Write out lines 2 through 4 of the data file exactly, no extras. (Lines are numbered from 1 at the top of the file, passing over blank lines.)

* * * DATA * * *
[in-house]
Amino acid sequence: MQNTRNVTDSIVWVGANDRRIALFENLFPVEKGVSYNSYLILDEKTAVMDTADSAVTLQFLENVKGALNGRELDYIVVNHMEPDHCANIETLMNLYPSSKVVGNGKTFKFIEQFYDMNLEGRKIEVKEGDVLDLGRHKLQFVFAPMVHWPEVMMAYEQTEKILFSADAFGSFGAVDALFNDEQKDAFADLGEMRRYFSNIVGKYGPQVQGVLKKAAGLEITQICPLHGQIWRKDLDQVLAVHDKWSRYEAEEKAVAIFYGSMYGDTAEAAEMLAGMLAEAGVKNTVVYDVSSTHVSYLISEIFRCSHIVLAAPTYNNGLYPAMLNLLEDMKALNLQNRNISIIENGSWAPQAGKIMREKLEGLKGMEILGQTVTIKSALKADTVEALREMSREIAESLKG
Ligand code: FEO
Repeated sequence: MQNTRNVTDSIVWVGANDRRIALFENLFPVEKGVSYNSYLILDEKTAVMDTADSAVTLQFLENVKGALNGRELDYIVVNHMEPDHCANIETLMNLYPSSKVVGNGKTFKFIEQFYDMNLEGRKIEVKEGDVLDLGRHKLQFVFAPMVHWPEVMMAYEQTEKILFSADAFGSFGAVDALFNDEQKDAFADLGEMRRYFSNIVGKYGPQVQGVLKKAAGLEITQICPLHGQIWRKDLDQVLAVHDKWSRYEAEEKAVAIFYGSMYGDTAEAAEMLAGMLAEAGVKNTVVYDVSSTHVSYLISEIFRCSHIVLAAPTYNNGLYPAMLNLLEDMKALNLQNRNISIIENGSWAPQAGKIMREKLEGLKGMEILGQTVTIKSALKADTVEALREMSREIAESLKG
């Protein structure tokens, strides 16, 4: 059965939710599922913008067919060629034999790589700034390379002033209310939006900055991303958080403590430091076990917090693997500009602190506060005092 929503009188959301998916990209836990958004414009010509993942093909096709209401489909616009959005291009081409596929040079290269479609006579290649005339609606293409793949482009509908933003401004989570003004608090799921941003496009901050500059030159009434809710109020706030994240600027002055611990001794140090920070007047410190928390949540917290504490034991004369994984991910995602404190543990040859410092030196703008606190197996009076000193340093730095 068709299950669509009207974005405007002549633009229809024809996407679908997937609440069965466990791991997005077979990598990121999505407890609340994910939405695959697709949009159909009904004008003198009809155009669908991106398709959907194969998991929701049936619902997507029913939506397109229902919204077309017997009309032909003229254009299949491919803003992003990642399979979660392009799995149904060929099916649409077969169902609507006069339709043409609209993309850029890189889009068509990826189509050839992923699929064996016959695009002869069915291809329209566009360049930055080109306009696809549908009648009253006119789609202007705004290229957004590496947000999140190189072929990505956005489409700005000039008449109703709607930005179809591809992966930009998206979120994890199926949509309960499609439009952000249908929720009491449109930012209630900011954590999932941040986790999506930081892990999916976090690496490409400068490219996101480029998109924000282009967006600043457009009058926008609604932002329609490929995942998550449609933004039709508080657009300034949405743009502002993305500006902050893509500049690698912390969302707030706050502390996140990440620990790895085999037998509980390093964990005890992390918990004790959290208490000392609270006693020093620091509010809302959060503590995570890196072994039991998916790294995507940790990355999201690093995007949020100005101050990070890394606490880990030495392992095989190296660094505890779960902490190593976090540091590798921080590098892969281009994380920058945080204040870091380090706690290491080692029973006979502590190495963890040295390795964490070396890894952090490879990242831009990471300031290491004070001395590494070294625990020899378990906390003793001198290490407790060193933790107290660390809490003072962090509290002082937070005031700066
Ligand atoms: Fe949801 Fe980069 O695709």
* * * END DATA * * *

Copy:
Amino acid sequence: MQNTRNVTDSIVWVGANDRRIALFENLFPVEKGVSYNSYLILDEKTAVMDTADSAVTLQFLENVKGALNGRELDYIVVNHMEPDHCANIETLMNLYPSSKVVGNGKTFKFIEQFYDMNLEGRKIEVKEGDVLDLGRHKLQFVFAPMVHWPEVMMAYEQTEKILFSADAFGSFGAVDALFNDEQKDAFADLGEMRRYFSNIVGKYGPQVQGVLKKAAGLEITQICPLHGQIWRKDLDQVLAVHDKWSRYEAEEKAVAIFYGSMYGDTAEAAEMLAGMLAEAGVKNTVVYDVSSTHVSYLISEIFRCSHIVLAAPTYNNGLYPAMLNLLEDMKALNLQNRNISIIENGSWAPQAGKIMREKLEGLKGMEILGQTVTIKSALKADTVEALREMSREIAESLKG
Ligand code: FEO
Repeated sequence: MQNTRNVTDSIVWVGANDRRIALFENLFPVEKGVSYNSYLILDEKTAVMDTADSAVTLQFLENVKGALNGRELDYIVVNHMEPDHCANIETLMNLYPSSKVVGNGKTFKFIEQFYDMNLEGRKIEVKEGDVLDLGRHKLQFVFAPMVHWPEVMMAYEQTEKILFSADAFGSFGAVDALFNDEQKDAFADLGEMRRYFSNIVGKYGPQVQGVLKKAAGLEITQICPLHGQIWRKDLDQVLAVHDKWSRYEAEEKAVAIFYGSMYGDTAEAAEMLAGMLAEAGVKNTVVYDVSSTHVSYLISEIFRCSHIVLAAPTYNNGLYPAMLNLLEDMKALNLQNRNISIIENGSWAPQAGKIMREKLEGLKGMEILGQTVTIKSALKADTVEALREMSREIAESLKG